The making of our future doctors – Play the game
The world’s biggest tech brands are each vying to be front and centre of the next greatest healthcare leap. Amazon, Facebook, Apple, as well as smaller, leaner start-ups have big ideas and bold plans.
From disease diagnosis to improved patient engagement, few areas of healthcare haven’t enjoyed huge advancements driven by technology. But one area that has remained immune, and stayed pain-stakingly, slow is the education of our healthcare humans.
Getting into a medical career takes time – LOTs of time.
Doctors face up to 16 years of education – from uni to on-the-job training, on to the ward or into the GP surgery. The duration of education does little for the ongoing doctor shortage. Speaking of which, many existing doctors are taking early retirement, while the average family doctor works just 3 days a week, leaving as many as 11,000 patients per single under-pressure GP.
Technology has a role to play in plugging this void.
An unlikely answer may lie in games. Med students are tech savvy, and medical universities would be stupid not to capitalise upon both their tech prowess and the ever-increasing capabilities of technology.
Some already are.
Back in January 2018, the Thomas Jefferson University Hospitals, used an escape room as part of a team-building exercise. Those taking part had to ‘escape’ a room that reflected Emergency Room chaos within 60 minutes. To do so, the participants had to solve puzzles, find hidden objects, and match symbols. After the game, a participant survey found that common must-haves in a clinical setting were developed in the escape room (such as delegation, task switching, and teamwork).
Mobile apps, simulations, and games are immersing med students in engaging learning environments – with feedback delivered there and then. Just take a peak at this simulation.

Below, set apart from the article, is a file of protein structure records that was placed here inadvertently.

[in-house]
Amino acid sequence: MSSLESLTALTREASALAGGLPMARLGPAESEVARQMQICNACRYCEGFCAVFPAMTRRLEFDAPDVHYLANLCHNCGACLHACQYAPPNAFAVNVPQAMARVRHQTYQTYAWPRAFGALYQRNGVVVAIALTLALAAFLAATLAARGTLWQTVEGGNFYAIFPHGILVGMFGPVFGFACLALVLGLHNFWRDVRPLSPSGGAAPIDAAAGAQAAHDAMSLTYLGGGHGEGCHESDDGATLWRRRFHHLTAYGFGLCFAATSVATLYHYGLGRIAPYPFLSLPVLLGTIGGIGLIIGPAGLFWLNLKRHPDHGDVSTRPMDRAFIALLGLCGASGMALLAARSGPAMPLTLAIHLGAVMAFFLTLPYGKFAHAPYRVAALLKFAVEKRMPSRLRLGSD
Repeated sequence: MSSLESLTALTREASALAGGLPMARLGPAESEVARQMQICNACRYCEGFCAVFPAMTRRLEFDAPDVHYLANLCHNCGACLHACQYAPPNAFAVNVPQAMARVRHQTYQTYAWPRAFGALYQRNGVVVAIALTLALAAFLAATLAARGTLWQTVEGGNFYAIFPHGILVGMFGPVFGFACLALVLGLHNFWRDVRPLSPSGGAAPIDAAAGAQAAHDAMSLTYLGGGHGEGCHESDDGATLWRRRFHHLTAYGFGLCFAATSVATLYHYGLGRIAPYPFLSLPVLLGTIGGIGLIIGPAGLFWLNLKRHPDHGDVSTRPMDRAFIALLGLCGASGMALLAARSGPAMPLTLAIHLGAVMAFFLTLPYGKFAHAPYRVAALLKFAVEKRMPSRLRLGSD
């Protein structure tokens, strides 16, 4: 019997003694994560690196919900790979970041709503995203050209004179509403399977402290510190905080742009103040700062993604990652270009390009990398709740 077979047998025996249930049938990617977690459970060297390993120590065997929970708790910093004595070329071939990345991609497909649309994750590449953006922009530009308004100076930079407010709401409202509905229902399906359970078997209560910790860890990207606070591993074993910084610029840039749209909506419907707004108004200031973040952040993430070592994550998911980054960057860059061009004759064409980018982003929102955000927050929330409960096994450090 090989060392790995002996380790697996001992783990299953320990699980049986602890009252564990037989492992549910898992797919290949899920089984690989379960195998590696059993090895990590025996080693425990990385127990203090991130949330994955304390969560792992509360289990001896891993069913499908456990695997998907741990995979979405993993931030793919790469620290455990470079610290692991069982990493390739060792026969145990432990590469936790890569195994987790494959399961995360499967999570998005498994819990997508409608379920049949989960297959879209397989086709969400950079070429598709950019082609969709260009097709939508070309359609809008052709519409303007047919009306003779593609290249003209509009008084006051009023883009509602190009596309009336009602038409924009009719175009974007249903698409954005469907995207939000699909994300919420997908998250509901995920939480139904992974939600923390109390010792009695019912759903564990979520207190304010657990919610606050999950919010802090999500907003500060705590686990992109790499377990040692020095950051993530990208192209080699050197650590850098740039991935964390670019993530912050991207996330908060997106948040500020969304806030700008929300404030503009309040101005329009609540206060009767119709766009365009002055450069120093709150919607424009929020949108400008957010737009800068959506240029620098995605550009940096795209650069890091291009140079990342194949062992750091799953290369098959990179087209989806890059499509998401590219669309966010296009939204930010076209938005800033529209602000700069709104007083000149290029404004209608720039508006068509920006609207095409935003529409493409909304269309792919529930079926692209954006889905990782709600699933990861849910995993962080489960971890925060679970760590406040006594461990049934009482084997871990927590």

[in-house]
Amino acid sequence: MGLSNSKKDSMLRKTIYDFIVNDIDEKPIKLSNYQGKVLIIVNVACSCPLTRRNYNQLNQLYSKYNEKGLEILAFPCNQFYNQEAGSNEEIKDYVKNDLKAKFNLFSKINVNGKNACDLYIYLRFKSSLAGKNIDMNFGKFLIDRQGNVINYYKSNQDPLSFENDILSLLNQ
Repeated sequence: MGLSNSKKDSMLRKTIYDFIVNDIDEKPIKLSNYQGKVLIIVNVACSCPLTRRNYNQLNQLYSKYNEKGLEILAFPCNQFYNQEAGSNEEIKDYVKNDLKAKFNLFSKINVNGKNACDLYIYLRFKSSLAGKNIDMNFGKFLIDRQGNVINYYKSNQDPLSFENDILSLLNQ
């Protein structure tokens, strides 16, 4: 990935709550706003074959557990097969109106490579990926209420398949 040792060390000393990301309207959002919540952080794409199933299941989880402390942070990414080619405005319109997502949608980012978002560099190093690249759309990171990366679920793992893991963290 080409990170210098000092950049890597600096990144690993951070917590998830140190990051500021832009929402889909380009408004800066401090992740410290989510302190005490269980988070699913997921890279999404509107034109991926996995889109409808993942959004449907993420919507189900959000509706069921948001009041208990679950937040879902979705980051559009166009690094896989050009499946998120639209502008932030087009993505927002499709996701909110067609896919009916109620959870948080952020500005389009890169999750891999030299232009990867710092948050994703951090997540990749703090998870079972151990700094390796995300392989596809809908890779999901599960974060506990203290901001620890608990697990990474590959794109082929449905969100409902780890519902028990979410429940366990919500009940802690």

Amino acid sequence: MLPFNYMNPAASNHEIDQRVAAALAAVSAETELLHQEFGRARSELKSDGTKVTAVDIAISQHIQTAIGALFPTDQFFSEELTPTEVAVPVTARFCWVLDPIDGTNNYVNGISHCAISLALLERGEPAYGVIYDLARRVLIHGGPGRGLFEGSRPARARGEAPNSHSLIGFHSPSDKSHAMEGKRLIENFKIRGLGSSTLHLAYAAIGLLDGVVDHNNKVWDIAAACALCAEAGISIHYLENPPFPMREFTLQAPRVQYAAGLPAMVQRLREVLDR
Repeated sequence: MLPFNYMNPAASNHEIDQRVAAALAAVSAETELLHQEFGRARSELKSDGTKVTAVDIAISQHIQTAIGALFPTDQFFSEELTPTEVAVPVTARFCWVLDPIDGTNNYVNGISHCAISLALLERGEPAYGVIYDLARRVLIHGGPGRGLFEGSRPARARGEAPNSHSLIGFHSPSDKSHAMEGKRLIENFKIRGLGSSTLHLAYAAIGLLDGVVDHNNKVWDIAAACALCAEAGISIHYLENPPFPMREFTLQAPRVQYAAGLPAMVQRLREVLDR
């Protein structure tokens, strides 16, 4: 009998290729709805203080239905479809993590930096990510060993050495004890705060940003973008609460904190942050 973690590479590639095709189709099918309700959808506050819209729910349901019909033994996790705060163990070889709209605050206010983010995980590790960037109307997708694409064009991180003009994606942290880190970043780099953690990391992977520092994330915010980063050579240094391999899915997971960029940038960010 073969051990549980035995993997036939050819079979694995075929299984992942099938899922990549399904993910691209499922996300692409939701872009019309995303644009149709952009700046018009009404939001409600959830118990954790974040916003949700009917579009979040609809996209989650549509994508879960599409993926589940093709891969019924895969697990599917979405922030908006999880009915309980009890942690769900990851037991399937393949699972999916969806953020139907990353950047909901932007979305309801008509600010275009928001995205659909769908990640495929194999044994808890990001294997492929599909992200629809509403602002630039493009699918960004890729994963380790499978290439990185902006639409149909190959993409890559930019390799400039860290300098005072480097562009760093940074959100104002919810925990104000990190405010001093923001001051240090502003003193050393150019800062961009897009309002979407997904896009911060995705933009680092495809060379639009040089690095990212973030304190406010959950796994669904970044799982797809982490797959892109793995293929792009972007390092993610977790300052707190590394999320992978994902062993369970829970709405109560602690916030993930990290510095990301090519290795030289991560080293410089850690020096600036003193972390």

Developed by Level Ex, these smartphone-based games help train med professionals in everything from intubation and colonoscopies, to pulling off a polyp with forceps and administering anaesthesia.
A long-standing US medical game is ‘Prognosis: Your diagnosis’. This US-made app helps medical students develop their clinical diagnostic reasoning.
While the graphics are cartoonish in style, the decision-making patterns and disease characteristics provide an exceptional tool for learning in a risk-free environment.
Meanwhile some innovators are going far being pixels and hardware.
Some have invented robots that do everything from giving birth to having infected limbs in need of amputatation. Jim Archetto is one such person.
“Learners need to learn in their own environment. It’s not advantageous to say, ‘Well, imagine he were on a ventilator and this is what would be happening”.
– Gaumard VP Jim Archetto
From basic apps that test diagnoistic ability, to robot patients, games should be a resource that universities and medical schools harness to shorten training times.
We watch and wait to see what other advancements in this area await, especially as AR and virtual reality capabilities continue to advance.